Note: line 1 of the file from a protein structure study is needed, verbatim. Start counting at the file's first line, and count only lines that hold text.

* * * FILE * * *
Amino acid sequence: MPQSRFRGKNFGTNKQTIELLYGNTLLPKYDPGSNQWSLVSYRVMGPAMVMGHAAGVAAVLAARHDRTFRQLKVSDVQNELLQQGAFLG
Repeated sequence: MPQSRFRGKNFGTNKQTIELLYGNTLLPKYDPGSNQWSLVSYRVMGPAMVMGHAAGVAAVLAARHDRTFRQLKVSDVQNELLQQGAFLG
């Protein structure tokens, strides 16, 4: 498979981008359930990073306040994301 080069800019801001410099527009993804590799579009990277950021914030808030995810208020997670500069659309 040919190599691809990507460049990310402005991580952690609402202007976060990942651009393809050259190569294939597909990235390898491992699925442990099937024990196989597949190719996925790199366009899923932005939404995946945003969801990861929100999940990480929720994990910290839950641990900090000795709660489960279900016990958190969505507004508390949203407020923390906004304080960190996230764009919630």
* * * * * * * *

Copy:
Amino acid sequence: MPQSRFRGKNFGTNKQTIELLYGNTLLPKYDPGSNQWSLVSYRVMGPAMVMGHAAGVAAVLAARHDRTFRQLKVSDVQNELLQQGAFLG